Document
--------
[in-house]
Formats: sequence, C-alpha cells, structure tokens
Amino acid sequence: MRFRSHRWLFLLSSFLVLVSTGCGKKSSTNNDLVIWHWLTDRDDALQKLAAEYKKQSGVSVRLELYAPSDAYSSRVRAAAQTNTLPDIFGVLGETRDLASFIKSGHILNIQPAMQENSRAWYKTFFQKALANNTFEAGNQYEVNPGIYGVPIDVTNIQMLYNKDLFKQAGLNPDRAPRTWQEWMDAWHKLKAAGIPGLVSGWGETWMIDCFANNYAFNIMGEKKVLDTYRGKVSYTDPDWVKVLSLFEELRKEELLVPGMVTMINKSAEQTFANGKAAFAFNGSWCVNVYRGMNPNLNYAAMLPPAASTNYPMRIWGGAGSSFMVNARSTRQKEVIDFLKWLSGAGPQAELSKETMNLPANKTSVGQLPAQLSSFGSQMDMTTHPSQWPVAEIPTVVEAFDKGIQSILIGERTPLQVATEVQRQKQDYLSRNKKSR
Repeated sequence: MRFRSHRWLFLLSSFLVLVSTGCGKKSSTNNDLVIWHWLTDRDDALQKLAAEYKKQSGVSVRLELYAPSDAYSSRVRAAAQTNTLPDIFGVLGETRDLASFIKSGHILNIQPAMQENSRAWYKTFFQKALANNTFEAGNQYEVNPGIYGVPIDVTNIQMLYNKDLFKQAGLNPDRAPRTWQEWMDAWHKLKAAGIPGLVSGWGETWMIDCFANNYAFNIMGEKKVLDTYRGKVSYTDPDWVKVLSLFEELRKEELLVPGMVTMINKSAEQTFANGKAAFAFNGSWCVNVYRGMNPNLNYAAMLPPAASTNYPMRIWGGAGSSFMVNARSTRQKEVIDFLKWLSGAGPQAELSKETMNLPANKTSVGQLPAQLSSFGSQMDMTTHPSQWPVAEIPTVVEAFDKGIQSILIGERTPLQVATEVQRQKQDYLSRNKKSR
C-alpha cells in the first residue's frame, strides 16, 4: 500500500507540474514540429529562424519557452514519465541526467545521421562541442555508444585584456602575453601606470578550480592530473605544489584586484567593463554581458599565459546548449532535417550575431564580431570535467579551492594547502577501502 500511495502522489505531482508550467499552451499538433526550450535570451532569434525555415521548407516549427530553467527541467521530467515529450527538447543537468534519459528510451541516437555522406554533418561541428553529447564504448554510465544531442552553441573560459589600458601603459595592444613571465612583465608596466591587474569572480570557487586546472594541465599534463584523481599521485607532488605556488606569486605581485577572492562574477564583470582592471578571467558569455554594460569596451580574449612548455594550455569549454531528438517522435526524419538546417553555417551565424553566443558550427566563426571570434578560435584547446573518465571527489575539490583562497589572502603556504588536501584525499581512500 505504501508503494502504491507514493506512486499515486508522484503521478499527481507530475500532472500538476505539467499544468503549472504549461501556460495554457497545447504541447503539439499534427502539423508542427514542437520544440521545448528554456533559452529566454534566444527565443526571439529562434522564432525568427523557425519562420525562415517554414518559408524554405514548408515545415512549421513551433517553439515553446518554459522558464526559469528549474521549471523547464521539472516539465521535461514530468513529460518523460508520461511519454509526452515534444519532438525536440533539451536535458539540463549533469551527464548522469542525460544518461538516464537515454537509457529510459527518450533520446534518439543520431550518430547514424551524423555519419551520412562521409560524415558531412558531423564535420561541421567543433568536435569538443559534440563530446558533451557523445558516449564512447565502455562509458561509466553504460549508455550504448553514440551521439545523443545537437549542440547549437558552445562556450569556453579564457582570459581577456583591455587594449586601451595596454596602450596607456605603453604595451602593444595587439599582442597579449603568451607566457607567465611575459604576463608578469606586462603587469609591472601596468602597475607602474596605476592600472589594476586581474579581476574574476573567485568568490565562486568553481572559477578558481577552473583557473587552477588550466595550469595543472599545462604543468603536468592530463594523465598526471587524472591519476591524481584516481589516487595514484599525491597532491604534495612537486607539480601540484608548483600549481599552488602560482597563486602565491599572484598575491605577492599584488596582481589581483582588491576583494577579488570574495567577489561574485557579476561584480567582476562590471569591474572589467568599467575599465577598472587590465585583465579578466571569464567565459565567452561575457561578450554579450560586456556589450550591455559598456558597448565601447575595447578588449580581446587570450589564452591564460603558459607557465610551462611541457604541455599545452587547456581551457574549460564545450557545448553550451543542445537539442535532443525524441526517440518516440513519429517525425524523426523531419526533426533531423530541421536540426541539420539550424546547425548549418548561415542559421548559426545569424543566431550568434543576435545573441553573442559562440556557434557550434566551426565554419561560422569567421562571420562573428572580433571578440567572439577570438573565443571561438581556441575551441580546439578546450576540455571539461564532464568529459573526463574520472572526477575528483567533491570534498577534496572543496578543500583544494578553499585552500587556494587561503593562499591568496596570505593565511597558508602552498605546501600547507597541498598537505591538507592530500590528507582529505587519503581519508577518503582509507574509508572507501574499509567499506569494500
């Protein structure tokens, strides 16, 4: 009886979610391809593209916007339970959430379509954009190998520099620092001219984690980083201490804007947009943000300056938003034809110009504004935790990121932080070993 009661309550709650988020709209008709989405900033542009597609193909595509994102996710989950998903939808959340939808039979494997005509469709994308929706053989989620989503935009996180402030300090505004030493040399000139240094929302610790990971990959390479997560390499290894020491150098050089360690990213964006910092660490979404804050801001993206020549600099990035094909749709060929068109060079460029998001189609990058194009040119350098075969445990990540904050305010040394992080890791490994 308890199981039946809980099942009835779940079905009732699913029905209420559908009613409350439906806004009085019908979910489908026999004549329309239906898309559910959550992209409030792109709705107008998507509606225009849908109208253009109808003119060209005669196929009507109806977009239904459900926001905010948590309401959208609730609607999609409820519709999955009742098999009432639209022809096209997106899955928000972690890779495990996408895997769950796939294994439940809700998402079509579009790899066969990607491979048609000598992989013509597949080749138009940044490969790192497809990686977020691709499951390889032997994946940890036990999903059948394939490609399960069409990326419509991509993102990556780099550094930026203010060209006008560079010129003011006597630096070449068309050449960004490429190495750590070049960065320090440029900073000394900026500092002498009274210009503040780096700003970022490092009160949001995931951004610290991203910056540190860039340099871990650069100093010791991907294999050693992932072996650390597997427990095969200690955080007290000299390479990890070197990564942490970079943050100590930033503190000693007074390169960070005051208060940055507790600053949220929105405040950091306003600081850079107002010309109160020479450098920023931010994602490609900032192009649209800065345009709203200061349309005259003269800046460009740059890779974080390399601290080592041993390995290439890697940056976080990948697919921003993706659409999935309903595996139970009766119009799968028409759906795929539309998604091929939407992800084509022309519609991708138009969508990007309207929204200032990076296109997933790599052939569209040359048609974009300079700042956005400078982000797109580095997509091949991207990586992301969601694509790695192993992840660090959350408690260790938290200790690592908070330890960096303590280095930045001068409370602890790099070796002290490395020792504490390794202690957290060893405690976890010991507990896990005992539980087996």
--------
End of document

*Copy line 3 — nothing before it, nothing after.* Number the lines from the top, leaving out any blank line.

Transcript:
Amino acid sequence: MRFRSHRWLFLLSSFLVLVSTGCGKKSSTNNDLVIWHWLTDRDDALQKLAAEYKKQSGVSVRLELYAPSDAYSSRVRAAAQTNTLPDIFGVLGETRDLASFIKSGHILNIQPAMQENSRAWYKTFFQKALANNTFEAGNQYEVNPGIYGVPIDVTNIQMLYNKDLFKQAGLNPDRAPRTWQEWMDAWHKLKAAGIPGLVSGWGETWMIDCFANNYAFNIMGEKKVLDTYRGKVSYTDPDWVKVLSLFEELRKEELLVPGMVTMINKSAEQTFANGKAAFAFNGSWCVNVYRGMNPNLNYAAMLPPAASTNYPMRIWGGAGSSFMVNARSTRQKEVIDFLKWLSGAGPQAELSKETMNLPANKTSVGQLPAQLSSFGSQMDMTTHPSQWPVAEIPTVVEAFDKGIQSILIGERTPLQVATEVQRQKQDYLSRNKKSR